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St. Louis County issues new mask order. Republicans urge residents to defy it

St. Louis County issues new mask order. Republicans urge residents to defy it


St. Louis County Executive Sam Page talks briefly about booster doses for Pfizer vaccine recipients and his administration's plan for a new mask mandate during a press conference on Monday, Sept. 27, 2021.

CLAYTON — St. Louis County Executive Sam Page on Monday issued a new countywide mask order, citing support from a majority of the County Council, but reigniting the public debate — and confusion — regarding the legality and enforceability of such orders.

The mask order, effective immediately, requires face coverings in public places indoors and on public transportation for vaccinated and unvaccinated individuals 5 and older. It cites scientific consensus from federal, state and local public health officials that masks are necessary to limit the spread of COVID-19 until more people are vaccinated.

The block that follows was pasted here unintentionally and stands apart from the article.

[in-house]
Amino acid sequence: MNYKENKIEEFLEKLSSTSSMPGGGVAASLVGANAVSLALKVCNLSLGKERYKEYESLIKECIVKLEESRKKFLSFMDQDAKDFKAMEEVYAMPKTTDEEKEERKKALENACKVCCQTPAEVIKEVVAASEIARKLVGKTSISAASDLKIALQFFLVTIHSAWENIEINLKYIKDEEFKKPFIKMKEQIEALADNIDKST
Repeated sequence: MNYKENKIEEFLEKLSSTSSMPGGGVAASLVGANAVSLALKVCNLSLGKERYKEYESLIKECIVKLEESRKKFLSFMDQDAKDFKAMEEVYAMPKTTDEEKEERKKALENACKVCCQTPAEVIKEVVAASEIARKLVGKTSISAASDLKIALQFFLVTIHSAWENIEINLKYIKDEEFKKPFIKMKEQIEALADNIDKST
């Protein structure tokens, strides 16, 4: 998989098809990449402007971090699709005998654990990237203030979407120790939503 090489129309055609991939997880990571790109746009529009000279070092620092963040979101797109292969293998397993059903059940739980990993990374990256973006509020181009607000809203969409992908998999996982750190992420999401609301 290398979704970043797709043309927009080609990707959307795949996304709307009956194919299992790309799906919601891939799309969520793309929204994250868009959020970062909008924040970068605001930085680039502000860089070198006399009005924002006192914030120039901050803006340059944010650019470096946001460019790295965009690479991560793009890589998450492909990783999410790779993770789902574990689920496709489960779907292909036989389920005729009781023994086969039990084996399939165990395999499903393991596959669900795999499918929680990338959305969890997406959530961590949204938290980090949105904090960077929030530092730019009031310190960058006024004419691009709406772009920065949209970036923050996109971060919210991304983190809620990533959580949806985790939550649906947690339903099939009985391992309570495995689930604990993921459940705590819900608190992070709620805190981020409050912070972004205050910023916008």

The order marked Page’s second attempt to mandate masks since late July, when Attorney General Eric Schmitt sued to block the first measure, the County Council voted to rescind the order, and, days later, a county judge knocked the mask order for being unenforceable.

Within hours Monday, Republicans, including Schmitt and County Councilman Tim Fitch, claimed the new order wasn’t legally enforceable either, and encouraged supporters to defy it. A spokesman for Schmitt said the office was “pursuing all legal options available.” And at least one county municipal official — Eureka Mayor Sean Flower — announced that his administration would not enforce the order in the municipality of just under 11,000 people.

The effect of the order was not immediately clear. Ben Brown, a conservative activist and owner of Satchmo’s restaurant in Chesterfield, said he again thought it was illegal. “This just seems like another gaslighting attempt,” he said, adding that he would not require masks at Satchmo’s.

But at restaurants owned by acclaimed chef Gerard Craft, the new rules will be in full effect, Craft said, as they have been since the county first issued a mask order July 26 in response to a spike in COVID-19 cases.